If The Big Bang Started The Universe, What, Or Who, Started The Big Bang? What About The Multi-Verse?

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When it comes to the origins of life, or what we believe to be “reality,” there is no shortage of theories. Despite how unanswerable this question may seem, theories will always emerge attempting to account for the many ‘unknowns’ we have yet to understand and discover. One thing is for certain, however: Despite the fact that we still have much to learn, we’ve come a long way in understanding the true nature of our reality.



The Big Bang theory implies that everything in existence resulted from a single event that launched the creation of the entire universe and that everything in existence today was once part of what’s referred to as the “singularity,” a single, infinitely dense point.

This of course begs the question, if the Big Bang created the universe, who or what created the Big Bang? And who or what created whatever created that?

At any rate, it remains the most popular theory behind the origin of the universe, born of the observation that other galaxies are moving away from our own at tremendous speeds, in all directions, as if being propelled by a very powerful force.

Big Bang believers suggest that this event occurred approximately 15 billion years ago, from some ancient, unknown type of energy.
National Geographic explains that, according to this theory, “in the instant—a trillion-trillionth of a second—after the big bang, the universe expanded with incomprehensible speed from its pebble-size origin to astronomical scope. Expansion has apparently continued, but much more slowly, over the ensuing billions of years.”
The origins of this theory stem from Georges Lemaitre, a Belgian priest who proposed that the universe came from a single primordial atom. After Edwin Hubble’s observation that galaxies are hurtling away from us, the theory gained more traction.

That being said, it’s just a theory, yet many accept it as fact. The truth is, we simply don’t know, and can only make educated guesses. Several major questions remain unanswered, the most popular one illustrated in the image below.

The book Gravitation by Wheeler, Thorne, and Meisner is one of the more foundational books in physics, as it explains the origins of this theory. Many novice physics students have to read this book in their studies. On page 719, you find the current and most accepted model of the known universe, according to the standard model, which is a drawing of a guy blowing up a balloon with pennies glued to it. The balloon represents the universe expanding as it is being blown up and the pennies glued to the balloon move away from each other as the universe expands.

Yet, according to Nassim Haramein, the Director of Research for the Resonance Project:
If, for every action there is an equal and opposite reaction, then why have we not heard about “The Big Contraction”?! “For every action there is an equal opposite reaction.” is one of the most foundation and proven concepts in all of physics. Therefore, if the universe is expanding then “the guy” (or whatever “he” is), who is blowing up that balloon, has to have some huge lungs that are contracting to be able to blow it up. This a concept that Nassim Haramein began exploring when creating an alternative unified field theory to explain the universe.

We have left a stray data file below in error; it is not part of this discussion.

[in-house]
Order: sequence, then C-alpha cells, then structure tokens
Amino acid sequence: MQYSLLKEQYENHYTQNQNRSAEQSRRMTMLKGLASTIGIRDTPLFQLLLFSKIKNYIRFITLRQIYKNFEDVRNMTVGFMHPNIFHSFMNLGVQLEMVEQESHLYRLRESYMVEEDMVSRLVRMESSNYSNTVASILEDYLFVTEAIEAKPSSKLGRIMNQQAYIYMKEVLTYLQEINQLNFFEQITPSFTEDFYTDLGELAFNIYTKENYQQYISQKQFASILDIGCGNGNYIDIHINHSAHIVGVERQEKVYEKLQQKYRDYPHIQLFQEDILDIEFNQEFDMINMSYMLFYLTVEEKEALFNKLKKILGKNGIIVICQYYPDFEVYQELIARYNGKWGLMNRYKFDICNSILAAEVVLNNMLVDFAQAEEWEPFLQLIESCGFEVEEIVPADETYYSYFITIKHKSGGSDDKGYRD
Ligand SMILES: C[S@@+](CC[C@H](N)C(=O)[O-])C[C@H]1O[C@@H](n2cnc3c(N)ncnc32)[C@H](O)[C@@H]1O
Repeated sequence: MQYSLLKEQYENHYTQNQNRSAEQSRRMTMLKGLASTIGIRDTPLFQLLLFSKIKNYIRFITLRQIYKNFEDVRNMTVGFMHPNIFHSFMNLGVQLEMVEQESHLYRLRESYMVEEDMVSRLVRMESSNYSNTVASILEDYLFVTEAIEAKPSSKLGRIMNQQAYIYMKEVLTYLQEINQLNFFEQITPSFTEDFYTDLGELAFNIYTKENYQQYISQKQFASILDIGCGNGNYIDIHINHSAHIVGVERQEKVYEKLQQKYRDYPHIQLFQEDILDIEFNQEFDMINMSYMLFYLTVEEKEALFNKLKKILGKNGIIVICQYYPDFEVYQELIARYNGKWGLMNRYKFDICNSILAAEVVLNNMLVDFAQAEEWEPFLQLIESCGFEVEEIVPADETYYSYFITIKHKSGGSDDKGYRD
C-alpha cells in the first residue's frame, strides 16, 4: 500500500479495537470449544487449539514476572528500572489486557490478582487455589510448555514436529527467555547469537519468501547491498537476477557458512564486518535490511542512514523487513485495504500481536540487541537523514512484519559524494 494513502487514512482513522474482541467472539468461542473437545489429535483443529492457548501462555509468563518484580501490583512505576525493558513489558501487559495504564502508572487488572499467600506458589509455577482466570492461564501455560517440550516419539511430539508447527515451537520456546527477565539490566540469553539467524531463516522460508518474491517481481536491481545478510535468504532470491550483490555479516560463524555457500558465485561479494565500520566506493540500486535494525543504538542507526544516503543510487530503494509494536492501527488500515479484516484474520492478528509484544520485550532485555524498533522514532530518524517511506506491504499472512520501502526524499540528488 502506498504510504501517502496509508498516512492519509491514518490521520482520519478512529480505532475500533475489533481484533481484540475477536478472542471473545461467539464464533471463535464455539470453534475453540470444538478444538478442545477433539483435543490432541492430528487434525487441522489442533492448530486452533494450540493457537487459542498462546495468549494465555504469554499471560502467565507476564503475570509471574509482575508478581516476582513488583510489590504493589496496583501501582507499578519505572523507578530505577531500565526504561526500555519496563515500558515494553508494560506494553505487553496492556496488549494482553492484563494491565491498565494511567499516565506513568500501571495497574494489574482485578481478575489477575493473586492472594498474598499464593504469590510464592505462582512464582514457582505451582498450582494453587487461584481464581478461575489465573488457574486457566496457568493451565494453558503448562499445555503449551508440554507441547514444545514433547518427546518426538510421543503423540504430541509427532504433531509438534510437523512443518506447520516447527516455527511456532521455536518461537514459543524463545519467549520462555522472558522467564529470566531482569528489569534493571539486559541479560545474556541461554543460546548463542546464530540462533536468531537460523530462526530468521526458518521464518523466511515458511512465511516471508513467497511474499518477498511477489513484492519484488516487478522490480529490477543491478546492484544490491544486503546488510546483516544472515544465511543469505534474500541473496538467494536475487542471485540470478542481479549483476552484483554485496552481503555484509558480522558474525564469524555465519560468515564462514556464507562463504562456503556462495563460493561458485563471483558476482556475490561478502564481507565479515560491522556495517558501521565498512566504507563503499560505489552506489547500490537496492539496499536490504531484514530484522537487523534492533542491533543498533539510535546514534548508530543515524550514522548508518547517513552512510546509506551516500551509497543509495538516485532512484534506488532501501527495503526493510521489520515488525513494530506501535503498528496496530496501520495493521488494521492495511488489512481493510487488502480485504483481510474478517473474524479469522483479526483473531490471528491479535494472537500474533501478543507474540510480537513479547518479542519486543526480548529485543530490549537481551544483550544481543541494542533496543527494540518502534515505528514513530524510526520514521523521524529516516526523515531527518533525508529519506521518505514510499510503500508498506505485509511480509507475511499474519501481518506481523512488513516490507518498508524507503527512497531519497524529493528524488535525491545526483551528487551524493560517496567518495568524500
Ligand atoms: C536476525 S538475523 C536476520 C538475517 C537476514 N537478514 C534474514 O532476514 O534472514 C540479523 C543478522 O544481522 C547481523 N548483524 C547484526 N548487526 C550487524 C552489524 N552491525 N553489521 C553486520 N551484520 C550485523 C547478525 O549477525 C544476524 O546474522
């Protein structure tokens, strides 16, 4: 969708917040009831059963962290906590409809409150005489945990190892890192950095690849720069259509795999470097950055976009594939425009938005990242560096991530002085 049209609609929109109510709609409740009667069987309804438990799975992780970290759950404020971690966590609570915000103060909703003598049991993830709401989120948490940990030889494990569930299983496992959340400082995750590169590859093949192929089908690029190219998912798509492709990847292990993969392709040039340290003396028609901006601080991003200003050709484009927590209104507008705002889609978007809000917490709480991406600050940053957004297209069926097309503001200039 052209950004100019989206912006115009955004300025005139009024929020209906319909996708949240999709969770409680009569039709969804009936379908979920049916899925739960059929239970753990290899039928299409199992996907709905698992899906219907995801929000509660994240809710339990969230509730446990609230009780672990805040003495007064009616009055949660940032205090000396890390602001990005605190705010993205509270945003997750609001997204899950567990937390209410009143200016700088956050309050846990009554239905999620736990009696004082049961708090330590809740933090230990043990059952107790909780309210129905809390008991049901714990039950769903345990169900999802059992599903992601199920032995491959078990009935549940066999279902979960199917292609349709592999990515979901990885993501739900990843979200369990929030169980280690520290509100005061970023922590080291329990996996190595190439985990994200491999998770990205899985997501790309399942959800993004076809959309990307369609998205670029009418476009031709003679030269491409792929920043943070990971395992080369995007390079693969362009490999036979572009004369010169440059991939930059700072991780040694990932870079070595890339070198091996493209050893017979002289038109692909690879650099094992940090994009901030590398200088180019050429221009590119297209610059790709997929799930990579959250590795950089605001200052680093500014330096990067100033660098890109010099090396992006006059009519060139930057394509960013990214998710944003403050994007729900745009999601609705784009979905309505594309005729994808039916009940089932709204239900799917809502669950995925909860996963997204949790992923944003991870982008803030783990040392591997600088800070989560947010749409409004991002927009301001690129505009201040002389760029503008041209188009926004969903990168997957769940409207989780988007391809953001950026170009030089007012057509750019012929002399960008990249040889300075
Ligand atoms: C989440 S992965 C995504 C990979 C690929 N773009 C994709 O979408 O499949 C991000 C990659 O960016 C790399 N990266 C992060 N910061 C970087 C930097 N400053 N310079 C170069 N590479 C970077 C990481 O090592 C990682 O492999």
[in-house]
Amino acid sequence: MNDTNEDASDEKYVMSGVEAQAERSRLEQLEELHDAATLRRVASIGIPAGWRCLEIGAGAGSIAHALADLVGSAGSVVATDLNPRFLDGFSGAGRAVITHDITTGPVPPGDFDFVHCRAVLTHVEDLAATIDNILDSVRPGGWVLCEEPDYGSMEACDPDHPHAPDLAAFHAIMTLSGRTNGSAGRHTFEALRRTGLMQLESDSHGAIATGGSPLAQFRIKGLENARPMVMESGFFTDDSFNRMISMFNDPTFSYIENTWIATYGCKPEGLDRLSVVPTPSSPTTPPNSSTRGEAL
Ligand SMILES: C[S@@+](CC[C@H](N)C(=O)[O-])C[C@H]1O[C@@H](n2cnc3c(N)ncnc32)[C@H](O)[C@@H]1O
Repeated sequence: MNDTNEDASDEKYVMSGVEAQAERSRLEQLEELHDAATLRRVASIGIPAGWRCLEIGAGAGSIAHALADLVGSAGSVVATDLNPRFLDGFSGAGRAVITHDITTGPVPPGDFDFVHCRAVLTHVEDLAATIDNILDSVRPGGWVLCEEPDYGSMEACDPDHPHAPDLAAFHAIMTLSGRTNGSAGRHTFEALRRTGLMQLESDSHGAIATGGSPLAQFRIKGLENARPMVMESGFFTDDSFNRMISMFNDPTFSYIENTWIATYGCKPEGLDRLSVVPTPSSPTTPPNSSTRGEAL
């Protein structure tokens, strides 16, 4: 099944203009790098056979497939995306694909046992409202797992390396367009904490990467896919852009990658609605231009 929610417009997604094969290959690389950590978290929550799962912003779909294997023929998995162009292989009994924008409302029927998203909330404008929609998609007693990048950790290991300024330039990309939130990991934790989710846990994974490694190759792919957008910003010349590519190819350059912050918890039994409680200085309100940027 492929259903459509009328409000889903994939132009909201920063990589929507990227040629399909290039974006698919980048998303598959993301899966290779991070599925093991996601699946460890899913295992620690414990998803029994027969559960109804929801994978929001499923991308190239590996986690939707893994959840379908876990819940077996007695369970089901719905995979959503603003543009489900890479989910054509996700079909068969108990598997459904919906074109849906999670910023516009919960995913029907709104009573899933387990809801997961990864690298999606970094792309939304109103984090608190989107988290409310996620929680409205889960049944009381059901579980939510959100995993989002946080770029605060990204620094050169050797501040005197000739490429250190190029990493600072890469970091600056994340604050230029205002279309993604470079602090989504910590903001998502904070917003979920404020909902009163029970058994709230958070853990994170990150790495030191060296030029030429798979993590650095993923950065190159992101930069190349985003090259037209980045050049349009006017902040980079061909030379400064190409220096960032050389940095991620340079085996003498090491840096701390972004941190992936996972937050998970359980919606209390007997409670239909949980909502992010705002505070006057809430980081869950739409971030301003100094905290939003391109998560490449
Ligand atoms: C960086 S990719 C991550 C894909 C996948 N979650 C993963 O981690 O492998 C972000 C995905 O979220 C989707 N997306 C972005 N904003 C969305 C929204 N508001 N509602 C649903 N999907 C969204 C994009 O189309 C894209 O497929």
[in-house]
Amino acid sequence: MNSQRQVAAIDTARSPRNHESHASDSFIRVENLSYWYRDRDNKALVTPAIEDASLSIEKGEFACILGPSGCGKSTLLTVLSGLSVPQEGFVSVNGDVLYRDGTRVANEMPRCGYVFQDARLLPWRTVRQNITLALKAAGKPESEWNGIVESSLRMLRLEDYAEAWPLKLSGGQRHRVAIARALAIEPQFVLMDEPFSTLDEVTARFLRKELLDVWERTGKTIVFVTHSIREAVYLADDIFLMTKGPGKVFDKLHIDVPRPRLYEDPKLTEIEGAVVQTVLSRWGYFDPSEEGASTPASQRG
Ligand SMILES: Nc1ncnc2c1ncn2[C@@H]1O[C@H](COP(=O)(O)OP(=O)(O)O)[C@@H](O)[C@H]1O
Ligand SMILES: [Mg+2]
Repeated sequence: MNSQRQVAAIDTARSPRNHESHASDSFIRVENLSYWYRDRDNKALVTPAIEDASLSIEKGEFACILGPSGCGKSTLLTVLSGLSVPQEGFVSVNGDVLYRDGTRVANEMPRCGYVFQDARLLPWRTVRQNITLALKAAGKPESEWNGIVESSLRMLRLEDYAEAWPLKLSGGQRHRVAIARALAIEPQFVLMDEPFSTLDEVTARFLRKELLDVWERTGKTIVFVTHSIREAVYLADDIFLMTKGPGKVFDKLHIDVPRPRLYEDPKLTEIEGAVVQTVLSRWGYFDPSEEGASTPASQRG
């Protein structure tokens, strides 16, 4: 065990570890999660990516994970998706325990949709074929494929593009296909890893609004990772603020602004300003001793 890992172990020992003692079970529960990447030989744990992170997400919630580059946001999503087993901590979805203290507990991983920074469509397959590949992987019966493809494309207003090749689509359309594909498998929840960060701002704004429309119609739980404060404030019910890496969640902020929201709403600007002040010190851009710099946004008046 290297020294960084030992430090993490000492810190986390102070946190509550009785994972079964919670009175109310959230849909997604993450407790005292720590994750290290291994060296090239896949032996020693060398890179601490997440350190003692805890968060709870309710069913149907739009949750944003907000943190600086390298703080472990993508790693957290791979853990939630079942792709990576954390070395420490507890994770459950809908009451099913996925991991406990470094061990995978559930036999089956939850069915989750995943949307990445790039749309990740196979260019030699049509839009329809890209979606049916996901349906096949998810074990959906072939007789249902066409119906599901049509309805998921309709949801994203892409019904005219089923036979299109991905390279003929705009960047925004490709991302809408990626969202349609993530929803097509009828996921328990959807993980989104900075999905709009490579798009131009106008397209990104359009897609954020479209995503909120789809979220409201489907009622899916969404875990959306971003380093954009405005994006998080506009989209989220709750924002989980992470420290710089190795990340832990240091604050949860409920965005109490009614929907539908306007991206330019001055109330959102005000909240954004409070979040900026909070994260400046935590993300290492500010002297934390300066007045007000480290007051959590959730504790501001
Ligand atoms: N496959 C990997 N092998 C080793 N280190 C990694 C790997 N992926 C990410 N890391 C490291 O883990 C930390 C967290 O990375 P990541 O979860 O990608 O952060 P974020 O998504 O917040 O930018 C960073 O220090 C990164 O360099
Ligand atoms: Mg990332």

He felt that there had to be something fundamental and universal that was contracting in order to cause the expansion of the universe, and that the current theory does not account for this. His work has led him to develop his unified field theory, which “includes an explanation for the expansion of the universe. The thing that is contracting and allowing for the expansion of the universe is space itself, not just curving as Einstein suggested, but curling toward singularity at every point.”

Below is a great talk given by him. After researching this topic myself, I believe non-material science is a fundamental key to discovering the origins of our universe. Most of physical reality is birthed from the non-physical, from “empty space.”
“No point is more central than this, that empty space is not empty. It is the seat of the most violent physics.”
– John Archibald Wheeler
“Space is actually not empty and it’s full of energy. The energy in space is not trivial, there’s a lot of it, and we can actually calculate how much energy there is in that space and that reality might actually come out of it, that everything we see is actually emerging from that space.” — Nassim Haramein
Below is an excellent talk discussing this.

Another factor that supports the Big Bang theory, in a sense, is Quantum Entanglement, a phenomenon that Einstein thought was so “spooky” that it could not be valid. It suggests two things, either that the “space” between physical objects isn’t actually empty space as our senses perceive it to be, or that information is travelling faster than the speed of light, or, better yet, instantaneously, with no “time” involved. It implies that everything is connected, that if there was a “Big Bang,” it happened when all physical matter was one, and then exploded out into little pieces that spread throughout the cosmos. The tricky part to understand is that all those little pieces, those planets, those stars, and all the intelligent life that has most certainly formed, is still all connected in some way we have yet to understand.
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Astronomy

astrophysics

Big Bang

cosmology

multiverse

Physics

Quantum Entanglement

Quantum Mechanics

space

universe

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